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🗣️ "Flipping Front Yards In NOLA"


Photo by Aya Salman / Unsplash

Table of Contents

Host: Travis Loop
Guest: Dana Eness | Executive Director | The Urban Conservancy
Category: 🗣️ Opinion

Podcast’s Essential Bites:

[5:00] “New Orleans […] get[s] 64 plus […] inches of rain, raining in a different way than it has in the past [with] more intense downpours. And that water has to go somewhere. And so we are battling on a couple of different fronts as a coastal city. We're getting a lot of water coming down. We're dealing with the erosion of the coast. We're dealing with rising sea levels. And because of that spongy subsurface with no rock substrata, we're also dealing with the potential of substrata if we don't manage that water properly. So then we're also combating the sinking of the city if we're not recharging our water tables down below our groundwater.”

[8:58] “The umbrella under which all of [the efforts to create more green solutions] falls is that it's […] about creating space for that water to go. About 6 years ago […] constituents were complaining to us about neighbors over paving and recognizing both the aesthetic downside to that the curb appeal that went away when people pave their entire front yards but also […] the increased flooding. They were coming to us and saying please help us do something about this. […] We quickly found so many people [that] live in a house that has more paving than it should. They want [to, but] don't know the first thing to do to get rid of it. And that was kind of a lightbulb moment for us as a small organization […] and that's how we develop the Front Yard Initiative, which incentivizes homeowners to remove excessive paving.”

[11:48] “Our processes [is] really about empowering the homeowner to really be involved […] and do the work of informing themselves. […] You sign up, you're invited to […] a one hour workshop […] and then once people have completed that workshop, we invite them to submit a design based on what we told them about what we're looking for in terms of before and after. […] We have a vetting process. Funding is limited, unfortunately. […] On average, we're able to assist financially about 25 homeowners per year. And then […] once they've gotten the approval from us, they go to a contractor. And we have a contractor green sector directory list that we refer to. […] We do an after site visit as well to ensure that what they did matches up to what they said they would do. And then we cut them a check, which typically, it caps out at $1,250. It's based on the per square foot of paving removed. And that typically represents about a 20% discount of the overall cost of the project.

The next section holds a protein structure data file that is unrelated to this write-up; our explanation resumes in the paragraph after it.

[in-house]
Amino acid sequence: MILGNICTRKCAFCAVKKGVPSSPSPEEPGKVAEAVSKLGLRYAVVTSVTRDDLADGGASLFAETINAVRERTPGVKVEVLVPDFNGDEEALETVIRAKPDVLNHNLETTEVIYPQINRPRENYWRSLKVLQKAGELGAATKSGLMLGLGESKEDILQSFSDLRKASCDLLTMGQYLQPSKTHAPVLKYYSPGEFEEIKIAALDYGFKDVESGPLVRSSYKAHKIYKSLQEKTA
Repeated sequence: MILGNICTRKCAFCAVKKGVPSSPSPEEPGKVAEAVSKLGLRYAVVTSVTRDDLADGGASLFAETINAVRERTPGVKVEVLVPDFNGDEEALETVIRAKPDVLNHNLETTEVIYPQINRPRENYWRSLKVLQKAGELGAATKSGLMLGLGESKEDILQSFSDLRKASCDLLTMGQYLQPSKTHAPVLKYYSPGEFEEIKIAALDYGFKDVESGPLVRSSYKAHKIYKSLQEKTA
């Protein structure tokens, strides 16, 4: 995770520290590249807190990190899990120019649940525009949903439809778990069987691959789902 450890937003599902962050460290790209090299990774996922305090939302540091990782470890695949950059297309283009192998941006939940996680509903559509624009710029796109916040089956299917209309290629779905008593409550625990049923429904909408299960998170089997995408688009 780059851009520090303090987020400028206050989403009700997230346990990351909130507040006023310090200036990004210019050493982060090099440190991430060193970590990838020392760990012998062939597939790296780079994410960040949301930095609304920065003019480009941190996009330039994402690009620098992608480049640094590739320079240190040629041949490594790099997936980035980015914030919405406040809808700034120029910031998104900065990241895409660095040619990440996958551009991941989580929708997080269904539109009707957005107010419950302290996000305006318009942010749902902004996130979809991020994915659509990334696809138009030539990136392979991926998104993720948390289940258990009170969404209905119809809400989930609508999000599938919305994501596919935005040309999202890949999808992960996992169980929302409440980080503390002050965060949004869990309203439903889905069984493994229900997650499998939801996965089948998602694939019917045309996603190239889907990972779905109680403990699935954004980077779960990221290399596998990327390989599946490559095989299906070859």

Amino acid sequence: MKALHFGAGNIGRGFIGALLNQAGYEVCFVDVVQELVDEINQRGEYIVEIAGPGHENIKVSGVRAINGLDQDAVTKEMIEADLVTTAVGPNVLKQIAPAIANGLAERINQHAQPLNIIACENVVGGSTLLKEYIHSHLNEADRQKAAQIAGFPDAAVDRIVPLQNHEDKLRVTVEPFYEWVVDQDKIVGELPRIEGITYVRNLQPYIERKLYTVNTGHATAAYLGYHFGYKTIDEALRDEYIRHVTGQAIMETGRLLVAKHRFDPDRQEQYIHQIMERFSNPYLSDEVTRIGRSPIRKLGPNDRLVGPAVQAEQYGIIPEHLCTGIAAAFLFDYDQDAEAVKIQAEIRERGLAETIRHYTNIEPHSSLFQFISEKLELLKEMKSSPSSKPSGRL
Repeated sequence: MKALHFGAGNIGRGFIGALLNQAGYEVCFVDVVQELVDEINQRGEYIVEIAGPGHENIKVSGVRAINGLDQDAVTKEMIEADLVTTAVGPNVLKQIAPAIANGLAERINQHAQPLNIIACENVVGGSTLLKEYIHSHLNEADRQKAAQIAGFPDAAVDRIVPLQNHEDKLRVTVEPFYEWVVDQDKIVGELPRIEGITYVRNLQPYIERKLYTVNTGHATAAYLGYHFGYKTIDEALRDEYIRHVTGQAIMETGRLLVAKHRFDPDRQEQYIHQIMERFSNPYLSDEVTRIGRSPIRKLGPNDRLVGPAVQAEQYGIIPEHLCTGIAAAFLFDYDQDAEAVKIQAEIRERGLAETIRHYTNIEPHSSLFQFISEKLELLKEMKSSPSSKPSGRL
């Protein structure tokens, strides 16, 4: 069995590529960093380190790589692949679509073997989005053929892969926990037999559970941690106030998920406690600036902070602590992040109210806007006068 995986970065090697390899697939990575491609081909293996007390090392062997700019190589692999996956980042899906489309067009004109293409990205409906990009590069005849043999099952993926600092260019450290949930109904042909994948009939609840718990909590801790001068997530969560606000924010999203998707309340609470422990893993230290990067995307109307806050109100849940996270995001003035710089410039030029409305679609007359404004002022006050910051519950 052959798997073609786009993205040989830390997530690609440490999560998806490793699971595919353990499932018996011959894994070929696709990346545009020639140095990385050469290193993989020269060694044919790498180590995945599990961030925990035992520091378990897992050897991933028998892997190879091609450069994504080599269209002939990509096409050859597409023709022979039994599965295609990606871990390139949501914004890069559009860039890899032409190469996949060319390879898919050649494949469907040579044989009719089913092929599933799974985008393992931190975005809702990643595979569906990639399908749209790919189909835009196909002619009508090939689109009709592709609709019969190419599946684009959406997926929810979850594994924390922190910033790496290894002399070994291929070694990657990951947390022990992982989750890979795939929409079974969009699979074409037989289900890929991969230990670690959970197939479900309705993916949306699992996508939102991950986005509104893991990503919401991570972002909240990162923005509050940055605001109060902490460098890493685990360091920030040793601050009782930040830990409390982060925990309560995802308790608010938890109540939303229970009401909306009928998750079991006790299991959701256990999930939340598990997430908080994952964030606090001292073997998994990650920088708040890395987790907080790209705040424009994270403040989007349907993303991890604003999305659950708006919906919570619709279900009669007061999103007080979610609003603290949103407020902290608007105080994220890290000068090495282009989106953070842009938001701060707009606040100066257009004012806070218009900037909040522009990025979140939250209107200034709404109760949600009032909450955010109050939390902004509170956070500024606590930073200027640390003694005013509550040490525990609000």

[15:27] “To date, roughly, we've financially assisted about 115 homes, […] over 67,000 square feet of paving have been removed. That's […] almost $650,000 investment that that represents going to green sector goods and service providers. And that's per rain event 108,000 plus gallons of water being kept out of our aging pumping and drainage system. So […] that's over 2 million gallons per year that is kept out of our pumping system.

[20:17] “Smart urban design is always […] designing for the most vulnerable in your community. […] And that is absolutely true when we talk about stormwater management as well. So when we think about those families that for reasons of historic racism […] that have [been] pushed […] into the less desirable real estate markets, [they] have the highest risk of repetitive loss from flood and other elements of climate change. […] And so how do we make sure that they are as protected as everyone else? And recognizing that it's probably going to cost more to protect them because their properties are in more vulnerable places to flood risk as well.”

Rating: 💧💧

🎙️ Full Episode: Apple | Spotify
🕰️ 26 min | 🗓️ 12/01/2021
✅ Time saved: 24 min